Take two aspirin and visit me in jail

A culture of cruelty has arisen in the medical establishment as patients who need medical pain management have come to be seen as agents of impending doom to those who would treat them. Physicians are prosecuted as drug dealers and patients who need opioids to survive are viewed with terrible suspicion, and subjected to every kind of humiliation and intrusion – that is, if they are lucky enough to find care at all.

This is the starting paragraph of a set of materials (532K Word Document) provided to those attending the Congressional Briefing on the Politics of Pain held this past Friday, which detailed some of the horrors that the war on drugs has visited on chronic pain.
The words above come from Siobhan Reynolds, President of Pain Relief Network, who was invited by American Association of Pharmaceutical Scientists, Rep. Ron Paul, and Rep. John Conyers to speak at the briefing. She concluded:

By thinking we could regulate medicines with federal criminal law and not, thereby, the practice of medicine, we have as a society made a colossal error. The Founding Fathers gave a great deal of thought to the structure of the government of the United States of America, giving only certain limited powers to the federal government, reserving all others to the sovereign states. This was done specifically to protect us from the imposition of oppressive central authority, exactly what we, the people, have suffered here in spades.

The regulation of medicine in the states is protective of medicine and therefore of patients, and needs to be respected by us all.

We are calling upon the Congress to allow the American people to tell our side of the story and to defund the United States Department of Justice in its pursuit of medical professionals who treat pain.

The Montel Show yesterday, and this briefing last Friday, together demonstrate in striking ways that the government’s war on drugs is often being used (particularly by the federal government) as an unconstitutional and immoral war on the people.
On the Montel show it was made clear that harrassment of sick people has absolutely nothing to do with whether there is sufficient evidence of marijuana’s medical benefits. The pain briefing brought out the stories of doctors following acceptable medical practices who have been stripped of everything in DEA witch hunts and patients increasingly having trouble finding doctors willing to treat them.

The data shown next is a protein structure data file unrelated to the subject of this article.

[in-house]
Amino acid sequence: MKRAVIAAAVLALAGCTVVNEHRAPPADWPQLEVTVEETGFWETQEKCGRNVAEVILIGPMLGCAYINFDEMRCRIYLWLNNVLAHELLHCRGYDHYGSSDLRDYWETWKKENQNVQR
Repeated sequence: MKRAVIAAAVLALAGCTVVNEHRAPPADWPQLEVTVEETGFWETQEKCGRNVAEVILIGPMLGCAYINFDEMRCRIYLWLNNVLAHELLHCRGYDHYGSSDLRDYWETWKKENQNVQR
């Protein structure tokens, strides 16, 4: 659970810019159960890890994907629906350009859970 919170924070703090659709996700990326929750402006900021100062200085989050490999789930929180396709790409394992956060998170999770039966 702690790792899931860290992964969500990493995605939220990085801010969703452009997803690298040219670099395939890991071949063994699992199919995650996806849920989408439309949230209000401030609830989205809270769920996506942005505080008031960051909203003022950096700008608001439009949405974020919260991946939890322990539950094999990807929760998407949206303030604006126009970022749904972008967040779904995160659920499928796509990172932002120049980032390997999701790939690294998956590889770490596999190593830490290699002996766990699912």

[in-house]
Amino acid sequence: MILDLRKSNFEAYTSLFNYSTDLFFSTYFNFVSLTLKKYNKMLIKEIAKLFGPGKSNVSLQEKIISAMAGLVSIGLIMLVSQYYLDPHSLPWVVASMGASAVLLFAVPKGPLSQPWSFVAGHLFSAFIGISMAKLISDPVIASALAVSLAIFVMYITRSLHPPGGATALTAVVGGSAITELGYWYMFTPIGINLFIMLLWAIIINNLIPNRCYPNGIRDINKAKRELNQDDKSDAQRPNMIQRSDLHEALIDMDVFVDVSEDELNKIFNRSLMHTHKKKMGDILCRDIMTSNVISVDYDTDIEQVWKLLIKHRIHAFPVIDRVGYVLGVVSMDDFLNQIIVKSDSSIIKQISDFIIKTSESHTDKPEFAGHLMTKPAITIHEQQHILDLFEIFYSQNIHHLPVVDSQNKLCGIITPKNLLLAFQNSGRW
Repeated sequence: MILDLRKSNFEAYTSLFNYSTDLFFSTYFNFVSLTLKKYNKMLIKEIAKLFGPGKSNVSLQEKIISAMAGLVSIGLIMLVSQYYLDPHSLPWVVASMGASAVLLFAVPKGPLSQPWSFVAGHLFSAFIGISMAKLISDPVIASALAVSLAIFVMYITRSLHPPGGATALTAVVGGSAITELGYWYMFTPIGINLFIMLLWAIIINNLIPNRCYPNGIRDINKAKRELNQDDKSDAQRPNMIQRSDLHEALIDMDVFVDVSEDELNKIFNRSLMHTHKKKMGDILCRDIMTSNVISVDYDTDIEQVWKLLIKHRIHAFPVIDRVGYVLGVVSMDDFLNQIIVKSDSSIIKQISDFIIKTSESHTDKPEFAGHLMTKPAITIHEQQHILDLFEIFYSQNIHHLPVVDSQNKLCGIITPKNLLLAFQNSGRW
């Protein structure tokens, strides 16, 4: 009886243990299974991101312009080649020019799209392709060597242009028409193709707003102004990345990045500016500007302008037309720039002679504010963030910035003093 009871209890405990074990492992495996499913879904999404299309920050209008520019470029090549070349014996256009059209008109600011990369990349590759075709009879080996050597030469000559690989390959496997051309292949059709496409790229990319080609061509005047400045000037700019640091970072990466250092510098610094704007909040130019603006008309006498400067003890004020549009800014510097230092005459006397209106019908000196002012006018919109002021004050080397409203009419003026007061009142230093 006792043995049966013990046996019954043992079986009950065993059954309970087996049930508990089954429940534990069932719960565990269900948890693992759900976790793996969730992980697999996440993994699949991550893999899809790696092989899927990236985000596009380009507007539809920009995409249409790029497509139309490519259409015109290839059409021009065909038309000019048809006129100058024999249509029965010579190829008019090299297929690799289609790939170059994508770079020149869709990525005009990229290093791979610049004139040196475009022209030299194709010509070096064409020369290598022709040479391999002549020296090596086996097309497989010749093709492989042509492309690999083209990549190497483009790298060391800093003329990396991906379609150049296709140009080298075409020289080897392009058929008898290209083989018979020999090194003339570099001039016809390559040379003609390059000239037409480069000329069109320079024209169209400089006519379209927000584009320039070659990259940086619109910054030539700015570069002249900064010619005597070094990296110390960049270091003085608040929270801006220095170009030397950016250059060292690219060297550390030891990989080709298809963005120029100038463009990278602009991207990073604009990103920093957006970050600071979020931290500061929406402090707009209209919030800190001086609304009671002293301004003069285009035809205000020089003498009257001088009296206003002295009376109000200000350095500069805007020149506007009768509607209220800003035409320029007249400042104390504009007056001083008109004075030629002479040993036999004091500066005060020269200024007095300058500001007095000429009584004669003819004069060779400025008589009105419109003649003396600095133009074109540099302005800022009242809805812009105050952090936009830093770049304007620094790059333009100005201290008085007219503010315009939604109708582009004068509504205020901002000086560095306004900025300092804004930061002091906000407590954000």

President George W. Bush recently talked about his concerns with the high cost of malpractice insurance by stating that “Too many OB-GYNs aren’t able to practice their love with women all across this country.” And while I understand that there may be something important in those words (somewhere?), I would like to see a similar sense of outrage for the destruction of doctors who treat pain.
All of us face the possibility of a debilitating illness that requires proper pain management. Will your doctor, out of fear of the DEA, tell you to just deal with it and take some ibuprofen?
Radley Balko of The Agitator attended the briefing, interviewed a number of the people involved, and has reported on it in Doctors, Patients, Latest Drug War Casualties.

Fisher, a Harvard-trained physician, once specialized in the treatment of chronic pain.æHe served a predominantly rural and poor population in California.æAbout 5-10 percent of his 3,000 clients were pain patients, victims of illnesses like cancer, steep falls, or car accidents.

A little more than five years ago, California Attorney General Bill Lockyer initiated a high-profile campaign against pain doctors who prescribe high doses of opioidsæ– drugs such as Oxycontin, Vicodin and codeine.æ

Lockyer made Frank Fisher his example. Lockyer and other California prosecutors likened Fisher to a crack dealer.æThen, to a mass murderer.æFisher was charged with multiple counts of drug distribution, fraud, and most sensationally,æ15 counts of murder.æThe state seized his assets.æ His bail was set at $15 million and he faced a possible life sentence.

He was acquitted of all charges, but…

Frank Fisher is still a broken man.æHe spent five months in prison and paid hundreds of thousands of dollars in legal fees.æHe has yet to get his assets back from the state of California, and he still faces the possible revocation of his medical license.æ

Read the whole thing.

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2 Responses to Take two aspirin and visit me in jail

  1. Lacey Cook says:

    aspirin is great for reducing pain and inflammation just be careful with overdose though””‘

  2. aspirin has been time tested to relieve minor pains and inflammation and it is cheap too .”:

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